Sushi has a long history, dating back some 2,000 years. Together with rice, sushi often uses a range of vegetables and raw or cooked fish.
Sushi has a place in a nutritious, balanced diet — no matter what type of sushi rice you use.
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Types of Sushi Rice
Sushi rice, also known as Japanese sticky rice, also called japonica or shari, is rice traditionally used for sushi. It's usually a form of short-grain rice.
Of the two starches contained in rice — amylopectin and amylose — sushi rice usually has a higher amylopectin content, according to March 2017 research in Scientific Reports. This makes the rice stickier and allows it to be used to hold the sushi form together. White sushi rice has had the bran removed, whereas brown or whole-grain sushi rice retains a natural bran content and light brown color.
There's another type of rice on the block called nishiki rice. It's a medium-grain rice that also becomes sticky when cooked due to the amylopectin content, making it perfect for sushi, poke bowls and rice balls.
Can You Use Regular Rice for Sushi?
It's not recommended to use typical rice varieties for homemade sushi. If you keep options like Basmati or Jasmine rice at home, you’ll want to save these for a different meal. Only use short-grain or medium-grain rice for sushi. Sushi requires a variety of rice that becomes sticky when cooked, and long-grain varieties will not work.
Sushi Rice Nutrition Facts
One cup of sushi rice is equal to a single serving. According to the USDA, one serving of about ¾ cup, cooked (or 100 grams) contains the following nutrition.
White Sushi Rice
- Calories: 160
- Total fat: 0.2 g
- Cholesterol: 0 mg
- Sodium: 10.5 mg
- Total carbs: 38 g
- Dietary fiber: 0 g
- Sugar: 0 g
- Protein: 2 g
Brown Sushi Rice
According to the USDA, a 3/4-cup serving of cooked short-grain brown rice contains:
- Calories: 164
- Total fat: 1.4 g
- Cholesterol: 0 mg
- Sodium: 165 mg
- Total carbs: 38 g
- Dietary fiber: 2.9 g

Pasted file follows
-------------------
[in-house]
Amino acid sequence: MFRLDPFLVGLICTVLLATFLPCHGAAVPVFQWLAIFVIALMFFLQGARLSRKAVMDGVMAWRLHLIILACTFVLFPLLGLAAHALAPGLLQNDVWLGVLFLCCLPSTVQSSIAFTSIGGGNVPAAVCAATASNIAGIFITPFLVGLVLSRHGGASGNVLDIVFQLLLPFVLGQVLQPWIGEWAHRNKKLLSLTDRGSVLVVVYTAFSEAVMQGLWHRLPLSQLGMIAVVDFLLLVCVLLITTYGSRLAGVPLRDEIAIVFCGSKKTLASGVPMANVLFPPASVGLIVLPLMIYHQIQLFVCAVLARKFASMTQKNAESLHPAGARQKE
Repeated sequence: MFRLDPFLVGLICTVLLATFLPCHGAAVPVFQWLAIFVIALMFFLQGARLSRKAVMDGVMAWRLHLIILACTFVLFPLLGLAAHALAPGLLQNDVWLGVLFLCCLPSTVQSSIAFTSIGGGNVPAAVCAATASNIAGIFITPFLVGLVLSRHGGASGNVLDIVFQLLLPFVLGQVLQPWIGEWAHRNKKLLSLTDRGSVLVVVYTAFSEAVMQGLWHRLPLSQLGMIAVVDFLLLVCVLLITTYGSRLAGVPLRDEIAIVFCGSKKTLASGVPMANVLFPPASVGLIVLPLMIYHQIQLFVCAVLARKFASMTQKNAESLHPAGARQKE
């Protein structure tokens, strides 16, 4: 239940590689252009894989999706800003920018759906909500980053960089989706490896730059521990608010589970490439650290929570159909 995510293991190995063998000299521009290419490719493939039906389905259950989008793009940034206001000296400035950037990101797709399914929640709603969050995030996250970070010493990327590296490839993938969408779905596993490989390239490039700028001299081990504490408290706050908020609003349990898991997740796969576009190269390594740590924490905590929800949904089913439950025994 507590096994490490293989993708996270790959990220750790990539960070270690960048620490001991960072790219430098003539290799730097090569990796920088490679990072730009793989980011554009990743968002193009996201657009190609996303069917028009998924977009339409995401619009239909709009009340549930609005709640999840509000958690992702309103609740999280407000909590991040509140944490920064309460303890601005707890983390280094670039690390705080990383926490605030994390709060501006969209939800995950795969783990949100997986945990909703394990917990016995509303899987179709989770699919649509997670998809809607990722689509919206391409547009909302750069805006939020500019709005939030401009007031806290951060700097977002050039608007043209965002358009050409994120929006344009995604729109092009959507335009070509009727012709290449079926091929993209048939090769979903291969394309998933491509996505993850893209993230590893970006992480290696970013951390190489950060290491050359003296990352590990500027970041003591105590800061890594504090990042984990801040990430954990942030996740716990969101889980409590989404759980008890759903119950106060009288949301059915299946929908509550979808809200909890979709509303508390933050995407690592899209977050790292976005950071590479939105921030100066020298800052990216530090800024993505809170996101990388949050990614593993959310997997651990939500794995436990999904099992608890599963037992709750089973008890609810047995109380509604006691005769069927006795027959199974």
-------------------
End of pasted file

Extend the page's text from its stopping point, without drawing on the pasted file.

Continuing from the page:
- Sugar: 0.7 g
- Added sugar: 0 g
- Protein: 2.9 g
Sushi Rice Macros
- Total fat: One serving of white sushi rice has 0 grams of total fat, which includes polyunsaturated fat, monounsaturated fat, saturated fat and trans fat.
- Carbohydrates: One serving of white sushi rice has 38 grams of carbs, which includes 0 grams of fiber and 0 grams of naturally occurring sugars. Sushi rice contains slightly fewer carbs per cup compared to other types of rice like long-grain varieties, jasmine or basmati. Brown sushi rice offers more fiber, with 2.9 grams per serving.
- Protein: One serving of white sushi rice has 2 grams of protein.
Vitamins, Minerals and Other Micronutrients
- Thiamin (B1): 48% Daily Value (DV)
- Folate (B9): 38% DV
- Vitamin A: 22% DV
- Niacin (B3): 15% DV
- Vitamin B6: 13% DV
Sushi Rice Health Benefits
1. It's Fat-Free
Sushi rice is virtually fat-free, and a typical sushi meal is low in both overall fat content and calorific value. Sushi rice prepared without cooking oil is naturally a low-calorie option.
2. Brown Sushi Rice Contains Fiber
Brown rice has the added benefit of providing dietary fiber, which supports your heart and digestive health as well as helps regulate blood sugar levels, per the Academy of Nutrition and Dietetics. A 3/4 cup of cooked brown sushi rice gives you almost 3 grams of fiber — that's about 10 percent of your DV.
The way sushi rice is usually served, wrapped around individual sushi pieces, also aids portion control and can help you avoid overeating.
3. It's a Good Source of B Vitamins
A 3/4 cup of sushi rice is an excellent source of vitamin B1 and B9 and a good source of vitamin B3 and B6. B vitamins are important because they help your body make energy from the food you eat as well as produce red blood cells, according to the National Library of Medicine.
Is Sushi Rice Healthier Than White Rice?
Sushi rice is nutritionally comparable to white rice, and thus one is not necessarily more nutritious than the other. If you order or make your sushi with brown rice, you'll get extra fiber.
Sushi Rice Health Risks
Both white and brown sushi rice contribute a relatively high amount of carbohydrates to your daily nutritional intake without much protein. This may mean that you use up your daily calorie and carbohydrate limits without getting enough protein.
White sushi rice, in particular, is a high-starch refined carbohydrate, so make sure to include lean sources of protein and foods high in fiber in your diet throughout the rest of your day.
Is Sushi OK for People With Diabetes?
Sushi absolutely can be part of a carb-conscious diet. Sushi made with fish is relatively balanced, with both carbs and protein to help stabilize blood sugar after eating.
Sushi Rice Preparation and Buying Tips
How to cook sushi rice: Sushi rice becomes sticky when cooked due to the excess starch. Sushi experts agree that soaking and washing your rice helps remove the starch and create the right consistency for sushi. Follow these steps to cook rice in a steamer.
How to buy sushi rice: Remember, the type of rice matters. Choose short-grain rice for sushi when you can — medium-grain is the second-best option and you'll want to avoid long-grain rices for sushi in general. See the products listed below for our recommendations:
- Nishiki Medium Grain Rice ($6.73 per 5-lb. bag on Amazon)
- Kokuho Sushi Rice ($17.00 per 5-lb. bag on Amazon)
- Shirakiku Rice ($40.30 per 15-lb. bag on Amazon)
- 4Sisters Authentic Short Grain Japonica Sushi Rice ($9.98 per 2-lb. bag on Amazon)
- Lundberg Family Farms Organic Brown Short Grain Rice ($10.91 per 2-lb. bag on Amazon)